One limitation with this, particularly at large conferences, is that every audience member would require an AR headset – which currently cost several thousand dollars. The price will reduce in the future but currently this is a key limitation of the technology.
With over 100 million virtual reality users in 2018, virtual reality (VR) has become a popular way to enhance people’s digital experience. Initially used for gaming, VR is expanding out into the training, collaboration and presentation sectors, where the audience can be teleported to a virtual world – an amazing way to tell immersive stories.
Studies have shown that visualizing a situation increases memory retention. In this way, VR will help audience members retain what is being told, leaving them with a truly memorable experience.
VR is currently much cheaper than AR, with the option of using Google Cardboard or similar low priced headsets at conferences – it is already being experimented with.
As with AR, audience members can even interact with each other in the virtual world. Software such as BigScreen, AltSpace and Facebook Spaces have shown the power of group interaction, something that could be leveraged well for presentations.
Companies are already experimenting with VR meetings and presentations and will be very exciting so see where this leads – will it end up replacing Skype and other VOIP / video presentation software?
3D models have been used for years now but as a result of better accessibility with PowerPoint’s 3D functionality, presenters can show all the possible perspectives of a product to be designed.
This is an important development for Computer Aided Design teams and designers in general. Being able to present 3D models to colleagues and stakeholders in an understandable way is important for the review process.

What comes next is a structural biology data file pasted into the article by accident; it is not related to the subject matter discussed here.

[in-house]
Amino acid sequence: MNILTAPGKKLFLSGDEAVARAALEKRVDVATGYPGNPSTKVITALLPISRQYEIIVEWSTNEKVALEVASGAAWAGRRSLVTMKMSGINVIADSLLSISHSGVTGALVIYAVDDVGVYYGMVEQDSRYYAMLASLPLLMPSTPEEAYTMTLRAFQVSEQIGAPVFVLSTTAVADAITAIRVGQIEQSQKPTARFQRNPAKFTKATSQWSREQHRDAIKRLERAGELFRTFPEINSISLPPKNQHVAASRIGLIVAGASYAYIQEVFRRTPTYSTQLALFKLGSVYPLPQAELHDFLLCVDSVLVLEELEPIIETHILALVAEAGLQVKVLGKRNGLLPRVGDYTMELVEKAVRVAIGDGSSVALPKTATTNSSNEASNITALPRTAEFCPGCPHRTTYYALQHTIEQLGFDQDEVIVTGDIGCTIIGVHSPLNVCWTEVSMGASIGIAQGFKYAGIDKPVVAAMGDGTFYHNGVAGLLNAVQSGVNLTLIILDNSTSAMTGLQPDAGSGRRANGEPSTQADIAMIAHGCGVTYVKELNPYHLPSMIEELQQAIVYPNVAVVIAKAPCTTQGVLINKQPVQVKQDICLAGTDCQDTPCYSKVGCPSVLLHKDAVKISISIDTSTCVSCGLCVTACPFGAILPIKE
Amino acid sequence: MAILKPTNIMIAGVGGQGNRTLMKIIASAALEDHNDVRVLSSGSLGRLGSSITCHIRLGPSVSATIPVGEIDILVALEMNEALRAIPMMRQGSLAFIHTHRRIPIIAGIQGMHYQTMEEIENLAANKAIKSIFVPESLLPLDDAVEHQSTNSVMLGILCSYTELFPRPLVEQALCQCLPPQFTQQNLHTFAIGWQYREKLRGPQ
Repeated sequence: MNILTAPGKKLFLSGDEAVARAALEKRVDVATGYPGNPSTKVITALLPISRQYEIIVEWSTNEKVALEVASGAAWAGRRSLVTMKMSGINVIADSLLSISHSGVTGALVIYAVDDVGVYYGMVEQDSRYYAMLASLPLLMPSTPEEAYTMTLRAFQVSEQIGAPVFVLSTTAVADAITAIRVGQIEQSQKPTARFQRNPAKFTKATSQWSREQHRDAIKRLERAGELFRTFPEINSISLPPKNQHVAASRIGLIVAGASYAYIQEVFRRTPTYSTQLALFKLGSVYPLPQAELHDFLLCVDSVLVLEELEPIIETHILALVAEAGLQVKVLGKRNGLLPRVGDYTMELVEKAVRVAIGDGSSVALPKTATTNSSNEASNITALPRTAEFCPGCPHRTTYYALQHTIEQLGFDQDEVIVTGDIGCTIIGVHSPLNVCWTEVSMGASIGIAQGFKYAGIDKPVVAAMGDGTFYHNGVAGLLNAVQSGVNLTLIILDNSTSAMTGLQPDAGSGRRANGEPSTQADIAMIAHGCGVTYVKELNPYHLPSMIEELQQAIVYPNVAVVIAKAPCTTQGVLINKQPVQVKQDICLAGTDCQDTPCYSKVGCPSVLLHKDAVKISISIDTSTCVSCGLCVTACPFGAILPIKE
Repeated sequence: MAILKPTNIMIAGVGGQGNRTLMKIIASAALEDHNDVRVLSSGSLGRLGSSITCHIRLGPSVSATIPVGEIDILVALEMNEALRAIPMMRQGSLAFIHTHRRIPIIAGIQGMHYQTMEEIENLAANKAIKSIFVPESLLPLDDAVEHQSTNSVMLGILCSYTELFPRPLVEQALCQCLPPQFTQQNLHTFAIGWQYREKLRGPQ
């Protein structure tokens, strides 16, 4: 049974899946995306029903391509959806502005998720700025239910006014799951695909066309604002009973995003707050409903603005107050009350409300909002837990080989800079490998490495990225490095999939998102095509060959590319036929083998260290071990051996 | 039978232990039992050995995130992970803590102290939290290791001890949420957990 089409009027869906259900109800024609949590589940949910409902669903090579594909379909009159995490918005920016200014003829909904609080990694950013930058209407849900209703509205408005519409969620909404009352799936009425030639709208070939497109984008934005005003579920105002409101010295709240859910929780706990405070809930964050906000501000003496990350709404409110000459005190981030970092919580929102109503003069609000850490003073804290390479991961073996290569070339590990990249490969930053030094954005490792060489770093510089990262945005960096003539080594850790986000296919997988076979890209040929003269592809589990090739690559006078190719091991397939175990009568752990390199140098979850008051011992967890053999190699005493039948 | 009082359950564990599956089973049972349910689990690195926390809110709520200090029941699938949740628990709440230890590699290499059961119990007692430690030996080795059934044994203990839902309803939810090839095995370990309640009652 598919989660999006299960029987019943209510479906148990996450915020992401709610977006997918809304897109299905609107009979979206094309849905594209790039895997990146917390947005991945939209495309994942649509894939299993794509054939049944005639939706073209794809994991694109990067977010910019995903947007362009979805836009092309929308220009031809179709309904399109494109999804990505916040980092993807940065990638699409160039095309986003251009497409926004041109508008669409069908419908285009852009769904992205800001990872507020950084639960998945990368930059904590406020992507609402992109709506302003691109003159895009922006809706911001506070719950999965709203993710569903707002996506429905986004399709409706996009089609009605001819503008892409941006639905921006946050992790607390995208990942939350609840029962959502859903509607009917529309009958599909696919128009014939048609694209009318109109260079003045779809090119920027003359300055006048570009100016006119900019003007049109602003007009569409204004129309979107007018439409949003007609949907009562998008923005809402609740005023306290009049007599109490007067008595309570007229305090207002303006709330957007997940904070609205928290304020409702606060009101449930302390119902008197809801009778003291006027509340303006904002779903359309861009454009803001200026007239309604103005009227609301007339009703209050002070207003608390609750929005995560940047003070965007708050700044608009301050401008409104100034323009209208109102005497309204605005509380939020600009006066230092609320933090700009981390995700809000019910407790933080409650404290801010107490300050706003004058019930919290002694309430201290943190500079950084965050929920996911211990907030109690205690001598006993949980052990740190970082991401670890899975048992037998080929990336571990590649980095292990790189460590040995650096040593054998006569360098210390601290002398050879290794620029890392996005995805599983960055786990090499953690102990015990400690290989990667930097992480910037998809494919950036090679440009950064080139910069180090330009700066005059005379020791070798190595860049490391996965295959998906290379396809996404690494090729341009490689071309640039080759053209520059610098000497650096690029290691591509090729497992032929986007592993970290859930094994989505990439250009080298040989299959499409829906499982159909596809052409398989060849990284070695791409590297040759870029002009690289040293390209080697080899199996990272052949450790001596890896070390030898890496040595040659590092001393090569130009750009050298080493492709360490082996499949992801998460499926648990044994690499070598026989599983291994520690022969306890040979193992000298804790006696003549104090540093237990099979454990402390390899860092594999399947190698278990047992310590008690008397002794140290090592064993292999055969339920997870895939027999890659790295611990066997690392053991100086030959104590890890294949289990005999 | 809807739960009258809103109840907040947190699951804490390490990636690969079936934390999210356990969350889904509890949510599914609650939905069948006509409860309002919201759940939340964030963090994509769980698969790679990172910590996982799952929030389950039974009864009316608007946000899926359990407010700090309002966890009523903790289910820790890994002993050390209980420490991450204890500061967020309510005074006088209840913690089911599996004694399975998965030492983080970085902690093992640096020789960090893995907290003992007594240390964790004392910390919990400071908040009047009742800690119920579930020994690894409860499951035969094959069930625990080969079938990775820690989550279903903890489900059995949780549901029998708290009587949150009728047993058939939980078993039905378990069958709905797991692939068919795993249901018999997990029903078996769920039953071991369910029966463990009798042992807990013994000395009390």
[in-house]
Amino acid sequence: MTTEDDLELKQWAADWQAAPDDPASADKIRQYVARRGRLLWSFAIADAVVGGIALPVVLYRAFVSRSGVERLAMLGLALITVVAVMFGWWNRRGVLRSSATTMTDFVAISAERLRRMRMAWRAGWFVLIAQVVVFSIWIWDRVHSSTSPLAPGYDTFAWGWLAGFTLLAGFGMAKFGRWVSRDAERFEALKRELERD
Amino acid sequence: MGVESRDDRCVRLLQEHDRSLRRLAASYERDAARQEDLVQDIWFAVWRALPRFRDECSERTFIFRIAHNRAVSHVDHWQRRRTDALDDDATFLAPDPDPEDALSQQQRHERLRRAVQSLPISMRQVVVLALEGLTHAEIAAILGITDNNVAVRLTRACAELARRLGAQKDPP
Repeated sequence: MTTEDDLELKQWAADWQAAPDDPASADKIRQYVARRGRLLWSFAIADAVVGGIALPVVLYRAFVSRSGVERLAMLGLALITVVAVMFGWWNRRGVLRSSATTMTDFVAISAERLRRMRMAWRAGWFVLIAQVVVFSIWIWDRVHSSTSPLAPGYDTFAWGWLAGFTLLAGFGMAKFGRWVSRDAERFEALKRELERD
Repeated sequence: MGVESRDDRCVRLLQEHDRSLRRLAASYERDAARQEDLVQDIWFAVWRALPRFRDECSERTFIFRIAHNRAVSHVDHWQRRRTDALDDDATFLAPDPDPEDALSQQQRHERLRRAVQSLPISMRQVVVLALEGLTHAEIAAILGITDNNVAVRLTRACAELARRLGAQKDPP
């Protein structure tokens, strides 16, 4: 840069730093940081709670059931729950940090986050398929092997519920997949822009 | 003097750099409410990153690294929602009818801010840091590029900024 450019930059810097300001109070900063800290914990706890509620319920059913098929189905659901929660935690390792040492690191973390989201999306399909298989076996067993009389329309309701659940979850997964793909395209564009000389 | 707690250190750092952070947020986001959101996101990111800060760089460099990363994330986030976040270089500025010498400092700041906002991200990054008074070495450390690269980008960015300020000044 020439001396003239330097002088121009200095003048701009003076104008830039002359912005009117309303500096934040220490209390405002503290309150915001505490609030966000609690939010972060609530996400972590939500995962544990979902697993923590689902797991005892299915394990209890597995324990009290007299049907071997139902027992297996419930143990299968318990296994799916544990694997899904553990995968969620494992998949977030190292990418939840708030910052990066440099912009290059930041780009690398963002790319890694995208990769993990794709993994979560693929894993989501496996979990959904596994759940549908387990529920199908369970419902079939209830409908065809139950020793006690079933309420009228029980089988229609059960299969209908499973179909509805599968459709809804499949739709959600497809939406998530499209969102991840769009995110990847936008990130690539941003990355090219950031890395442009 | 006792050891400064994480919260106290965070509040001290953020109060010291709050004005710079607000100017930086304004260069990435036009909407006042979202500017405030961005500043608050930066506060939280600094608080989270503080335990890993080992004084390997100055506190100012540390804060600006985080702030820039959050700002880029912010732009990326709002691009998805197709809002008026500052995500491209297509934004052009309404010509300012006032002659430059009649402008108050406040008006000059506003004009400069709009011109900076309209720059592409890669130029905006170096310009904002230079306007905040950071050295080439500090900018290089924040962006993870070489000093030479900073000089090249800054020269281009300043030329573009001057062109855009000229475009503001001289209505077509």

The rapport between presenters, their audience and their presentation is crucial. Information being presented on the screen needs to correspond with the presenter's body language and speech.
Devices such as Leap Motion controllers and Myo armband allow presenters to advance slides, control transition between slides or zoom slides by tracking hand, finger and muscle movements. This technology will become an important part of future presentations.
Myo armband on the womans right arm being used to change presentation slides.
Technology will change how your presentation audience interact with the presentation, including how they ask questions, make suggestions, contribute to polls and discuss your presentation online.
Technology can allow anyone in the world to watch and interact with your presentation – future technology may even reduce the need to people to meet up in-person, with online and interaction tools being so powerful. This will reduce travel emissions and wasted travel time – both areas employees and companies are keen to reduce.
Read tips of Giving effective virtual presentations
Devices like Zeetings allow audience members to remotely follow presentations on their smartphones, tablets or computers so they can watch closely as the presenter interacts with slides (zooming in or out) and contribute to polls or live questions and answers.
Based on our predictions of how presentations will look over the next five years, technology will no doubt play a huge role in all aspects of presentations, from preparation to delivery.
However, it’s worth remembering that technology is there to enhance the presentation, not replace you as the speaker. Technology helps to keep the audience engaged and improve understanding of your communicated message.
Jacob Dillon is a professional writer and distinctive journalist from Sydney. Being passionate about what he does, Jacob likes to discuss stirring events as well as express his opinion about technological advancements and evolution of society. Find Jacob on Twitter and Facebook.